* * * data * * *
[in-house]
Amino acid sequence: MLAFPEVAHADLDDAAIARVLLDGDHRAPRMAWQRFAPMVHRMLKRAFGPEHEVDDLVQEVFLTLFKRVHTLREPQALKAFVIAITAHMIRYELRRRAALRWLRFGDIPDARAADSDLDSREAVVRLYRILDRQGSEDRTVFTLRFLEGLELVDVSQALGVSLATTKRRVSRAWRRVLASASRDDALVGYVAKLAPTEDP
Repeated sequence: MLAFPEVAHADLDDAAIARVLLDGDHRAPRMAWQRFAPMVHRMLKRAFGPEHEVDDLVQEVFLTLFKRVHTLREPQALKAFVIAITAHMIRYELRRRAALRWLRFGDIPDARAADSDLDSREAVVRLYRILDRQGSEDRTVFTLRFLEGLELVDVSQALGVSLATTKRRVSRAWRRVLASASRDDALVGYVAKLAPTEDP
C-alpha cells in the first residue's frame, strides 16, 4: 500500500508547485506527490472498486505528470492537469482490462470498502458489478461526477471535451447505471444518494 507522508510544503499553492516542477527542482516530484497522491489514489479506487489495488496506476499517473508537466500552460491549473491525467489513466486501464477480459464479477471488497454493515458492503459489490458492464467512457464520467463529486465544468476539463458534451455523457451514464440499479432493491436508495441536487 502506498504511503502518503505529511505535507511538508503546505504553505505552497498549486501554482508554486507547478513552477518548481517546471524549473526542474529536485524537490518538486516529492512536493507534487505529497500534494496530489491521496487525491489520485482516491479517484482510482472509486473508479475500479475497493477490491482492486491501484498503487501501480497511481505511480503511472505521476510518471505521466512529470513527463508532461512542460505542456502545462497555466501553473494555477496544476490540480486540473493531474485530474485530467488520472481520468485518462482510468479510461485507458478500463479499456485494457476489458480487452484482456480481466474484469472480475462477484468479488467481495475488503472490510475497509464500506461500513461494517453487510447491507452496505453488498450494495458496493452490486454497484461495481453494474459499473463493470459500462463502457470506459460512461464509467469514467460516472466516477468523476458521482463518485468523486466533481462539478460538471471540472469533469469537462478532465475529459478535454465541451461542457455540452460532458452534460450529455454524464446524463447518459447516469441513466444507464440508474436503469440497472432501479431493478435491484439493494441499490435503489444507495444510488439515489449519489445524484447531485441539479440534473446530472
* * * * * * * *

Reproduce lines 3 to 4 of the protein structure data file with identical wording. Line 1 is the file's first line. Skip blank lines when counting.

Repeated sequence: MLAFPEVAHADLDDAAIARVLLDGDHRAPRMAWQRFAPMVHRMLKRAFGPEHEVDDLVQEVFLTLFKRVHTLREPQALKAFVIAITAHMIRYELRRRAALRWLRFGDIPDARAADSDLDSREAVVRLYRILDRQGSEDRTVFTLRFLEGLELVDVSQALGVSLATTKRRVSRAWRRVLASASRDDALVGYVAKLAPTEDP
C-alpha cells in the first residue's frame, strides 16, 4: 500500500508547485506527490472498486505528470492537469482490462470498502458489478461526477471535451447505471444518494 507522508510544503499553492516542477527542482516530484497522491489514489479506487489495488496506476499517473508537466500552460491549473491525467489513466486501464477480459464479477471488497454493515458492503459489490458492464467512457464520467463529486465544468476539463458534451455523457451514464440499479432493491436508495441536487 502506498504511503502518503505529511505535507511538508503546505504553505505552497498549486501554482508554486507547478513552477518548481517546471524549473526542474529536485524537490518538486516529492512536493507534487505529497500534494496530489491521496487525491489520485482516491479517484482510482472509486473508479475500479475497493477490491482492486491501484498503487501501480497511481505511480503511472505521476510518471505521466512529470513527463508532461512542460505542456502545462497555466501553473494555477496544476490540480486540473493531474485530474485530467488520472481520468485518462482510468479510461485507458478500463479499456485494457476489458480487452484482456480481466474484469472480475462477484468479488467481495475488503472490510475497509464500506461500513461494517453487510447491507452496505453488498450494495458496493452490486454497484461495481453494474459499473463493470459500462463502457470506459460512461464509467469514467460516472466516477468523476458521482463518485468523486466533481462539478460538471471540472469533469469537462478532465475529459478535454465541451461542457455540452460532458452534460450529455454524464446524463447518459447516469441513466444507464440508474436503469440497472432501479431493478435491484439493494441499490435503489444507495444510488439515489449519489445524484447531485441539479440534473446530472